When independent generator, EGAT of Thailand approached Meralco for a 460mw expansion of the Mauban coal facilities, insiders said they only offered P3.80 per kwh. By the time the negotiation was finished, Meralco PowerGen became the 51% owner of the project and the rate became P4.35 per kwh. Within the same timeframe a group of eight (8) electric coops in the north got a bid of P3.78 per kwh for only 135mw of aggregated demand.

After November 6, 2015, Meralco had been lobbying at both DOE and ERC to be allowed to hold their own CSP bidding, for “swiss challenge” biddings where they preselect the original proponents of an unsolicited proposal which most likely will be their own affiliate, and strong lobby against an independent bid administrator to conduct a bidding as envisioned by the DOE Policy. They also threatened both DOE and ERC to take them to court on the CSP policy.

The independent generators were waiting if the government specially the ERC will be steadfast in its commitment to CSP especially when the ERC Chair was quoted to have said “we lament the failure to see the public’s clear benefit from the CSP. We will respect the legal process even as we seriously consider our own legal options to make sure we defend the public interest, as well

Moving the Midnight and Parting the Red Sea

Things changed however when the ERC announced on March 15, 2016 that it was “restating” the effectivity of the CSP requirement to April 30, 2016. This signaled to the power generators that Meralco and the MVP group can really make things happen, like Moses parting the red sea with the wave of his wand. (Actually some of them heard weeks before March 15 that ERC will move the CSP midnight.)

Even the likes of Ramon Ang of San Miguel, who until then have been a staunch competitor of MVP, can see who is the “Moses” in the power generation landscape and will not be so impractical as not to surrender to the MVP group who obviously can make things happen, has market control, and now regulatory capture.

(As a consumer group we were rooting for Mr. Ang because he represented an entrepreneurial force that can bring consumer-beneficial competition in the cellphone sector with Telstra and the power generation sector, two hopes and dreams that banished)

After clearly one of the most frenetic periods of negotiations to finalize 3,551mw of power supply contracts in 60 days, Meralco and their new subsidiaries and allies signed the PSA’s on April 26, 2016 and filed the applications with the ERC at 7am on the 29th, a day before the April 30 midnight set by the ERC.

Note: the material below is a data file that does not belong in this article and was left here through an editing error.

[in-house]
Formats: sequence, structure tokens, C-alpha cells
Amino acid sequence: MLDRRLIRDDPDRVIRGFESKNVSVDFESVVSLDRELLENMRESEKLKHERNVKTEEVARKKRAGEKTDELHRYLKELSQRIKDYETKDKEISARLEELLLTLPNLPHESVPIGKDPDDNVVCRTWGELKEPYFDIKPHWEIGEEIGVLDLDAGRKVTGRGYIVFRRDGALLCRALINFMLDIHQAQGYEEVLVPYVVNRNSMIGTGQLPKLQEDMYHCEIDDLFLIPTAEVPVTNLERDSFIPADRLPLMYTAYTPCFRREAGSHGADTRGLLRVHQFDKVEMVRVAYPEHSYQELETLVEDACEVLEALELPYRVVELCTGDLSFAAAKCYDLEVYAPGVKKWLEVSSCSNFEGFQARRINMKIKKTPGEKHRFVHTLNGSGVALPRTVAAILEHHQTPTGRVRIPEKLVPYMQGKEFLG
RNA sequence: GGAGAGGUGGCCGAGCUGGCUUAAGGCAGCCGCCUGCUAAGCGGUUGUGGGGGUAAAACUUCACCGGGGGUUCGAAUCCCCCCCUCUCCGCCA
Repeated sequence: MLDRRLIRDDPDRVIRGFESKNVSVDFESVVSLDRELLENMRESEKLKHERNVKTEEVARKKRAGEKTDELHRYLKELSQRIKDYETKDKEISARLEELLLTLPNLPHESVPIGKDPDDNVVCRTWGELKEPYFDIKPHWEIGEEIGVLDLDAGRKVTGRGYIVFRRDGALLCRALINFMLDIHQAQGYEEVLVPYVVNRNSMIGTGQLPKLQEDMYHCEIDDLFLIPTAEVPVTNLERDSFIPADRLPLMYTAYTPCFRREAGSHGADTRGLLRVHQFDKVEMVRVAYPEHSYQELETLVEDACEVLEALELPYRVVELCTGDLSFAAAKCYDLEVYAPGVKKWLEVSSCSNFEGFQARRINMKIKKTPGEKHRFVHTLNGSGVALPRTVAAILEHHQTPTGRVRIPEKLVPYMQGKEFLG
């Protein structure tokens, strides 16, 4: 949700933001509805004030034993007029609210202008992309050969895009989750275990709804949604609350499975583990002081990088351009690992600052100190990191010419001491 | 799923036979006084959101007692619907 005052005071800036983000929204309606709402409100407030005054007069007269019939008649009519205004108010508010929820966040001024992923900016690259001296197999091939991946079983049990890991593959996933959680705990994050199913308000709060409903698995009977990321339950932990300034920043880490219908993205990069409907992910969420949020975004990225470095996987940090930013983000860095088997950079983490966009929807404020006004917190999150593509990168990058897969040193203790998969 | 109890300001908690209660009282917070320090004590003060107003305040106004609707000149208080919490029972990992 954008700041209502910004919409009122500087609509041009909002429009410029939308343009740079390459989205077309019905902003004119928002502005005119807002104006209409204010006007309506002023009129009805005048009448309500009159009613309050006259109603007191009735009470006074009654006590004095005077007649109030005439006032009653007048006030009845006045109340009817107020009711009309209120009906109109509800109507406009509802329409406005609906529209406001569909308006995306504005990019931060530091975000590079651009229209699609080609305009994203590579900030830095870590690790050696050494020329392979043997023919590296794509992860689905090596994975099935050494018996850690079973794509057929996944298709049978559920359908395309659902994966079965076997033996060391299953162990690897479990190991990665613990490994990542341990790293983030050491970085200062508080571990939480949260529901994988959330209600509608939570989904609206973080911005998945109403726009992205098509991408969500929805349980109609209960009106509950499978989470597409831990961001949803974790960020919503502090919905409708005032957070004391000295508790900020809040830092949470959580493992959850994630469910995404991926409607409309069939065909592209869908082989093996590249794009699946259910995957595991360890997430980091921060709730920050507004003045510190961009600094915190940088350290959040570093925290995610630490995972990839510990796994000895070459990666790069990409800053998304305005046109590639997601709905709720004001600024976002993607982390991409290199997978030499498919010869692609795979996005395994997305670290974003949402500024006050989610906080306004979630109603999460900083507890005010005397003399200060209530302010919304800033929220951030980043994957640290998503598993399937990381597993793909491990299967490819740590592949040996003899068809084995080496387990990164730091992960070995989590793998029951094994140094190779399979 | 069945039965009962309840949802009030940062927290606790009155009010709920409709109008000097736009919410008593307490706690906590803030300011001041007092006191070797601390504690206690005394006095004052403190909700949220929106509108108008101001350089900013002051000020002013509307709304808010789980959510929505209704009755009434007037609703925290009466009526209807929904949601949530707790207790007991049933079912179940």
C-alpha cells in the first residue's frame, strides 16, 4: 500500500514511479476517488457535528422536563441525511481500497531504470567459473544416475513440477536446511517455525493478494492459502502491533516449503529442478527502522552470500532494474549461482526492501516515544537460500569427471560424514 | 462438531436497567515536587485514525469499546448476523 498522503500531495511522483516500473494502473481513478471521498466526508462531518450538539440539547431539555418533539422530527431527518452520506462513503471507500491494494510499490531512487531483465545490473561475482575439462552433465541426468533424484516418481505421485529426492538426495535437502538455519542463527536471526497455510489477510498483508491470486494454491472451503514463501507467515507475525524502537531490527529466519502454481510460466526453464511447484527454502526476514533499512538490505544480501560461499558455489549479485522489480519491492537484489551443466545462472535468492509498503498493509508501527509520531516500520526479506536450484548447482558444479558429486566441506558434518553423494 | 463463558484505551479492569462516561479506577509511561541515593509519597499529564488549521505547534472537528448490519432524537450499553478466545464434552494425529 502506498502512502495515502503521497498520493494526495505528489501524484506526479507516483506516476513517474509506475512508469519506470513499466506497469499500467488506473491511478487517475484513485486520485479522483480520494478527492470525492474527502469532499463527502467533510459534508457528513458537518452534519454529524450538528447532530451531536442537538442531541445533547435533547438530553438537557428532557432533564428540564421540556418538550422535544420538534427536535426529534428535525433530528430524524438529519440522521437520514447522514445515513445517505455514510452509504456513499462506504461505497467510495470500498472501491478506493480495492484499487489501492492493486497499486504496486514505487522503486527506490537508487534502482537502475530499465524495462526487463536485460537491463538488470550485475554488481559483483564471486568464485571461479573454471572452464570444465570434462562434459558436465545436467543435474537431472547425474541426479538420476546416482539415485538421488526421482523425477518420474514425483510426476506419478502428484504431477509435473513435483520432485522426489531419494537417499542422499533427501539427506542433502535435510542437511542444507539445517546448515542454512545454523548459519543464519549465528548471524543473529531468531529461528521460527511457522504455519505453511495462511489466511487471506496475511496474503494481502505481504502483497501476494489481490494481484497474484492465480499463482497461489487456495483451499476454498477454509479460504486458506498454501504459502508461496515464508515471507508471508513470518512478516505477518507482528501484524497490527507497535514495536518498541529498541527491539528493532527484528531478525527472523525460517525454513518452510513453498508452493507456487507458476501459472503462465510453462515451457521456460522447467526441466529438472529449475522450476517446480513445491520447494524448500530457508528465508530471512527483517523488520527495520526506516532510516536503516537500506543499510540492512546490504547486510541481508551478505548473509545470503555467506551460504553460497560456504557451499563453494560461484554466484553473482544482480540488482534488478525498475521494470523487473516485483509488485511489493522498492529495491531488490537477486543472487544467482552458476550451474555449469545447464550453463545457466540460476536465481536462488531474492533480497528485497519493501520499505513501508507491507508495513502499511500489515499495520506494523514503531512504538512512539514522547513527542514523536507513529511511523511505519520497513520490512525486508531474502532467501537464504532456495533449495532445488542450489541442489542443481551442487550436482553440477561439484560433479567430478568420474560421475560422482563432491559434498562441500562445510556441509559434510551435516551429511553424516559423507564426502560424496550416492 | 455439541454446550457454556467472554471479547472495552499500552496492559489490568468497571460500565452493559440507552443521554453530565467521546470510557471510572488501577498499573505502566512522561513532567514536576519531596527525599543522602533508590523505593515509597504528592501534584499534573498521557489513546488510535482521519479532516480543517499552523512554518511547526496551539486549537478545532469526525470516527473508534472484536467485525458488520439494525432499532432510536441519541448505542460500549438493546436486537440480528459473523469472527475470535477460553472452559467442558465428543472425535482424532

1. 300mw with RP Energy in Subic with Aboitiz
2. 400mw with St. Raphael in Calaca with Consunji group
3. 1,200mw with Atimonan One. With Aboitiz or Ayala?
4. 528mw with San Miguel’s Central Luzon Premiere in Pagbilao Quezon
5. 528mw with San Miguel’s Mariveles Power in Mariveles, Bataan
6. 70mw with Panay Energy Development in Iloilo with Global Business
7. 600mw with Global Business Power in La Union

While the 3,551mw of contracts represent only 59% of the projected 6,000mw power demand of Meralco, the minimum off take energy total 24.885 Billion kwh is equivalent to 75% of its energy requirement. If we add the 455mw San Buenaventura and the remaining contracts with QPL and former Affiliate First Gas, most of Meralco’s base-load power requirements for the next 25 years are tied up with these negotiated contracts.

The seven (7) power supply contracts have amazingly identical language, pricing formula, and ERC application, apparently using the 300mw RP Energy as the template that was finalized and signed on April 20, 2016. Imagine five (5) of the largest power generation groups and their lawyers in one room hammering power supply contracts that will tie up the Meralco consumers for the next 25 years in a race to beat the new 45 day opening provided by the ERC. Three of them (Ayala, MVP Group, and RSA Group) just had the competitive barrier broken down among them when they signed the Telstra frequency buy off.

If that is not enough, the new Cartel is trying to push an era of non-transparency in the regulatory approval process. Their ERC applications are asking for identical and unprecedented “motion for confidential treatment of Information”. Among the information being withheld from the public? 1) Purchase Power Rate and breakdown of rates, 2) data on operating and maintenance expenses, 3) cost analysis, and 4) operating expenses. These are critical information needed to determine whether the rates are fair and reasonable.

The Rise of the Power Oligarchy and Oligopoly

The Power generators surrender to Meralco’s imposing market (and now regulatory) power is evidenced by the spate of dizzying controlling acquisitions as everyone succumbs to MVP’s “dealmaking” legacy. Now Meralco, the largest utility supplying the energy needs of the center of commerce and industry of the Philippines with 75% market share in Luzon, is now controlled by a few inter-linked generators.